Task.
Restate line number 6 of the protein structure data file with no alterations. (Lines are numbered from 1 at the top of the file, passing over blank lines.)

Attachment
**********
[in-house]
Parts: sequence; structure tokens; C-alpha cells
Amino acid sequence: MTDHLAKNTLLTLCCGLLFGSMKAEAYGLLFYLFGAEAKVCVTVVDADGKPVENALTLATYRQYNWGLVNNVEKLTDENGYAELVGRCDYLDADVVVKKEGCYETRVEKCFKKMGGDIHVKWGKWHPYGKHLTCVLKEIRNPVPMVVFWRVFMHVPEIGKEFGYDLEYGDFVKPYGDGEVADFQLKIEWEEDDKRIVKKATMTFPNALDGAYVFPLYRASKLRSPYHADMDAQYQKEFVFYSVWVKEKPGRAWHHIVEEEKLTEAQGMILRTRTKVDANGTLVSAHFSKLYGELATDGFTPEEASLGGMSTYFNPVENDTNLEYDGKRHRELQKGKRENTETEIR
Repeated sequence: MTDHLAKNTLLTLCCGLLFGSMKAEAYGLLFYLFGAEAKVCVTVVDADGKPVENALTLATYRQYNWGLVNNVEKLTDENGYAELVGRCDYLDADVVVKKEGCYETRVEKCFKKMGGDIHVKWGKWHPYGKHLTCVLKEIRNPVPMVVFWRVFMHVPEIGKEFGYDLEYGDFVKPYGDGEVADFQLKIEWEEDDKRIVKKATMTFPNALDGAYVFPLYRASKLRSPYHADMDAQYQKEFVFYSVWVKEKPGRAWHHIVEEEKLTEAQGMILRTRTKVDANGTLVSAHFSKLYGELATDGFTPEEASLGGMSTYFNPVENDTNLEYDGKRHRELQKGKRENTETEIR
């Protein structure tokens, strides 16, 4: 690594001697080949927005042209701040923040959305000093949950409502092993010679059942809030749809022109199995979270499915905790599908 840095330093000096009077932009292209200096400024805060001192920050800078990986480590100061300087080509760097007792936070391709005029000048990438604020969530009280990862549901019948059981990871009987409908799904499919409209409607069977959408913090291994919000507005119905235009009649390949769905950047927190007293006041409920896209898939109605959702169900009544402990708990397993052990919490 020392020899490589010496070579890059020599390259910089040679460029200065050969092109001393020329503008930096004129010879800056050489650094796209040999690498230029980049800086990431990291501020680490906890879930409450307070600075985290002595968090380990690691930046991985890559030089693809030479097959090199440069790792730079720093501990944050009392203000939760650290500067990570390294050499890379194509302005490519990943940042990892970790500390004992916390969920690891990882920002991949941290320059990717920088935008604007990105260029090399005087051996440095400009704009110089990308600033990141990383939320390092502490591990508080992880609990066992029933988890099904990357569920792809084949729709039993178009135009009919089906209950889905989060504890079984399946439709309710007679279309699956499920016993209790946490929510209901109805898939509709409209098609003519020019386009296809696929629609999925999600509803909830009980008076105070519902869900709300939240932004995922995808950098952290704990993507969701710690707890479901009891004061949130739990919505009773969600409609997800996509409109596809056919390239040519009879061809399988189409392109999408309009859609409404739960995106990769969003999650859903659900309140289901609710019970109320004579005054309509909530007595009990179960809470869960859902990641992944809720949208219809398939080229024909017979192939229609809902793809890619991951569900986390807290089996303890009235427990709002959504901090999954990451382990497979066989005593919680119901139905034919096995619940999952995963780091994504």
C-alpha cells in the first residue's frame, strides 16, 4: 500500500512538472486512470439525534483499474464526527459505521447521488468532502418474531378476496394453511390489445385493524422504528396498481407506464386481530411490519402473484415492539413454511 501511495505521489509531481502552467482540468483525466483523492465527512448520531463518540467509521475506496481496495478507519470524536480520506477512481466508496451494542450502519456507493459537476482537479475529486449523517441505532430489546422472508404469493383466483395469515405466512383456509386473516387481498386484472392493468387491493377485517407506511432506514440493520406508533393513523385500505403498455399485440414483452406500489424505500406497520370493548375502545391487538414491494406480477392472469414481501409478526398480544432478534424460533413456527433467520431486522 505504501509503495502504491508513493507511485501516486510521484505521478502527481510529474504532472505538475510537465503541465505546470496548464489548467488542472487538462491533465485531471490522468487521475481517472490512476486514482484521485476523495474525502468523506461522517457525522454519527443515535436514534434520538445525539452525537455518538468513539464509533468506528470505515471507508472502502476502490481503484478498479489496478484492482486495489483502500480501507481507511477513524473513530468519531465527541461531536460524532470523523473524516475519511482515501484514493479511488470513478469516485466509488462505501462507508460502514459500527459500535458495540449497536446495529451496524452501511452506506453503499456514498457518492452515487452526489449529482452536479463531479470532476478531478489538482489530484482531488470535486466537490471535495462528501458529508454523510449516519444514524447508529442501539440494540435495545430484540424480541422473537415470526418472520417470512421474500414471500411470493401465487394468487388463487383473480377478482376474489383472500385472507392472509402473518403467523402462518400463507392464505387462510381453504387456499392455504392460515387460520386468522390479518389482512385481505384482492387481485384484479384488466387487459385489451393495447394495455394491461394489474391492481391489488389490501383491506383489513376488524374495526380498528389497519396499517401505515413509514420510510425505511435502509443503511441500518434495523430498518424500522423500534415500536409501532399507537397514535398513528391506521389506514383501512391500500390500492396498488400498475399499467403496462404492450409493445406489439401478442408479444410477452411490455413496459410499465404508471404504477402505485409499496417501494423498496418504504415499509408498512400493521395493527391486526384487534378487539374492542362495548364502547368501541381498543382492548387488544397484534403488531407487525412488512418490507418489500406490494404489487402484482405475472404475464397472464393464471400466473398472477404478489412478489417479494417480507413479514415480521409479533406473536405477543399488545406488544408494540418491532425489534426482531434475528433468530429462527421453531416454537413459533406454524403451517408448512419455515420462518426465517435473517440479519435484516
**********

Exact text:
C-alpha cells in the first residue's frame, strides 16, 4: 500500500512538472486512470439525534483499474464526527459505521447521488468532502418474531378476496394453511390489445385493524422504528396498481407506464386481530411490519402473484415492539413454511 501511495505521489509531481502552467482540468483525466483523492465527512448520531463518540467509521475506496481496495478507519470524536480520506477512481466508496451494542450502519456507493459537476482537479475529486449523517441505532430489546422472508404469493383466483395469515405466512383456509386473516387481498386484472392493468387491493377485517407506511432506514440493520406508533393513523385500505403498455399485440414483452406500489424505500406497520370493548375502545391487538414491494406480477392472469414481501409478526398480544432478534424460533413456527433467520431486522 505504501509503495502504491508513493507511485501516486510521484505521478502527481510529474504532472505538475510537465503541465505546470496548464489548467488542472487538462491533465485531471490522468487521475481517472490512476486514482484521485476523495474525502468523506461522517457525522454519527443515535436514534434520538445525539452525537455518538468513539464509533468506528470505515471507508472502502476502490481503484478498479489496478484492482486495489483502500480501507481507511477513524473513530468519531465527541461531536460524532470523523473524516475519511482515501484514493479511488470513478469516485466509488462505501462507508460502514459500527459500535458495540449497536446495529451496524452501511452506506453503499456514498457518492452515487452526489449529482452536479463531479470532476478531478489538482489530484482531488470535486466537490471535495462528501458529508454523510449516519444514524447508529442501539440494540435495545430484540424480541422473537415470526418472520417470512421474500414471500411470493401465487394468487388463487383473480377478482376474489383472500385472507392472509402473518403467523402462518400463507392464505387462510381453504387456499392455504392460515387460520386468522390479518389482512385481505384482492387481485384484479384488466387487459385489451393495447394495455394491461394489474391492481391489488389490501383491506383489513376488524374495526380498528389497519396499517401505515413509514420510510425505511435502509443503511441500518434495523430498518424500522423500534415500536409501532399507537397514535398513528391506521389506514383501512391500500390500492396498488400498475399499467403496462404492450409493445406489439401478442408479444410477452411490455413496459410499465404508471404504477402505485409499496417501494423498496418504504415499509408498512400493521395493527391486526384487534378487539374492542362495548364502547368501541381498543382492548387488544397484534403488531407487525412488512418490507418489500406490494404489487402484482405475472404475464397472464393464471400466473398472477404478489412478489417479494417480507413479514415480521409479533406473536405477543399488545406488544408494540418491532425489534426482531434475528433468530429462527421453531416454537413459533406454524403451517408448512419455515420462518426465517435473517440479519435484516